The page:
Bridgend & Vale parking enforcement & possible football merger

Civil Parking Enforcement in Bridgend & Vale


South Wales Police withdrew financial support for traffic wardens a few years ago, so Bridgend Council – and other local authorities – are seeking to set up and manage their own traffic warden agencies. At the beginning of the month, Bridgend Council’s cabinet met to discuss the matter – originally raised in 2011.

The cabinet (presumably) approved new traffic orders which would allow the creation of an in-house Civil Parking Enforcement Team, in collaboration with Vale of Glamorgan Council. It’ll be implemented from April this year.

The responsibilities for parking enforcement would be transferred from the police to highways authorities (local authorities in essence) as part of the Traffic Management Act 2004.

What’s planned?

In a slightly bizarre legislative quirk (which makes sense on reflection), Bridgend Council have to apply to the Welsh Government to decriminalise parking enforcement across Bridgend County, which will effectively bar South Wales Police from taking any action against illegal parkers.

However, the new Civil Parking Enforcement team will take over the responsibilities once the Welsh Government have done the legal bit. So, in effect, it will “devolve”all responsibility over car parking enforcement to Bridgend and Vale councils.

The penalty notices will be either £70 or £50 based on the offence. There’ll also be the usual right to appeal.There’s intended to be a single “central processing unit”based in either one of the two authorities. It’s unclear which one yet.

Although the project is said to be “operationally viable” there are issues raised about the set up and ongoing costs of the scheme. It’s estimated that the service, based on a “do minimum scenario”, will cost around £300,000 a year to run, and run at a net loss of around £46,000 per year. The shortfall could be made up by “other sources of parking-related income” – like pay and display or new off street car parks. The scheme would likely break even within six years. It probably sounds riskier than it actually will be in practice.

However, it’s worth pointing out that both councils hands has been forced by the police withdrawal of traffic wardens. You only need to look at Aberystwyth’s recent experiences to see what would happen if nothing were done.


It will cover both on and off-street parking, and the councils would be able to manage parking on their own terms and “wherever and whenever they wish”. The councils would also (presumably) be directly accountable for car parking in political terms.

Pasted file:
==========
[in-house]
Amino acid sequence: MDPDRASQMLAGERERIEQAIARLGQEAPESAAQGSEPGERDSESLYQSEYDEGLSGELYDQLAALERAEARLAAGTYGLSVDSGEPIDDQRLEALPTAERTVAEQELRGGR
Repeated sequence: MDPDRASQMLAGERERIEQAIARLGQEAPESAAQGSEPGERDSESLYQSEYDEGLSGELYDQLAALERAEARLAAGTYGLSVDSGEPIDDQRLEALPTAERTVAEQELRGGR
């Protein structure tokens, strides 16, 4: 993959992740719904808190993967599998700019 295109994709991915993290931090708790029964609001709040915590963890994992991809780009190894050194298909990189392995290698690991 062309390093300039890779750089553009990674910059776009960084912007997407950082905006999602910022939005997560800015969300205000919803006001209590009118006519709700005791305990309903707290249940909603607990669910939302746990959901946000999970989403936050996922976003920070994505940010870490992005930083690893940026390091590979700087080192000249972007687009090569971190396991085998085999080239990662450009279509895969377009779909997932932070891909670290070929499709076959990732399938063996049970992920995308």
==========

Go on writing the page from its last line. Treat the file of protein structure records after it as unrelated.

It could mean a significant clampdown on illegal parking – as there needs to be an active approach to enforcement to “produce financial viability.”

The number of traffic wardens (now called Civil Enforcement Officers) will rise from 4 to between 8 and 11. Existing parking enforcement staff will presumably transfer over. So there could be a few jobs created in backroom functions. Yes, including yet another “manager”.

As long as there aren’t any major hiccups, it makes perfect sense. I’m in favour of these sorts of things being controlled locally, as long as the accountability is there too via the councils. But, in Bridgend county at least, I hope this will mean an assessment of off street car parks near the town centres, perhaps leading to the creation of new ones or an expansion of existing ones in the medium to long-term, hopefully improving footfall. Bridgend town is already “reasonably”well-served by public transport, though things could improve there too.

That could help BCBC meet some of their corporate plans until 2017 to develop the economy. A new car parking strategy does appear to form part of that. A public consultation on the Corporate Plan is open until February 18th.

Bridgend Town & Bryntirion Athletic to merge?


The front page story in Glamorgan Gazette this week was the news of a potential merger between Bridgend Town and Bryntirion Athletic football clubs. The announcement came as a bit of a shock to be honest, more for the suddenness than a merger in principle.

Both clubs play in the Macwhirter Welsh League First Division (south Wales’ feeder into the Welsh Premier). Bryntirion Athletic won the division in 2010-11, but didn’t seek promotion. Bridgend Town have had long-term ambitions for promotion, but have consistently struggled to finish in the top two places to qualify. Both sides have struggled on the pitch this season.

It’s said that the merged club would play out of Bryntirion Athletic’s current ground on Llangewydd Road, which has been redeveloped over several years and has hosted women’s internationals. The plans are reported to include the creation of a 3G pitch, which would be in line with what the FAW and National Assembly Committee came up withat the end of last year. It could also improve chances of the new side being able to meet licencing requirement to gain promotion to the Welsh Premier.

The move does make some financial sense as well. Bryntirion Athletic have their own clubhouse – which is a de-facto community centre – and would provide an income stream on non-match days. Bridgend Town have ~£2million held in escrow by Bridgend Council following the Coychurch Road ground sale to build a new road to enable the ASDA supermarket development. Time’s running out for them to use the money, though they were recently granted a year’s extension by BCBC.

Presumably any potential new club would have a new identity.

My concern now, is once again around the future of the Brewery Field if it loses one of its main tenants. A new permanent home in Bryntirion might also throw into doubt any move to Island Farm in the future by Bridgend’s main sports clubs.

Island Farm appears to have stalled, perhaps awaiting the outcome of the planning inspector’s report into the Local Development Plan, which is due over the next few months.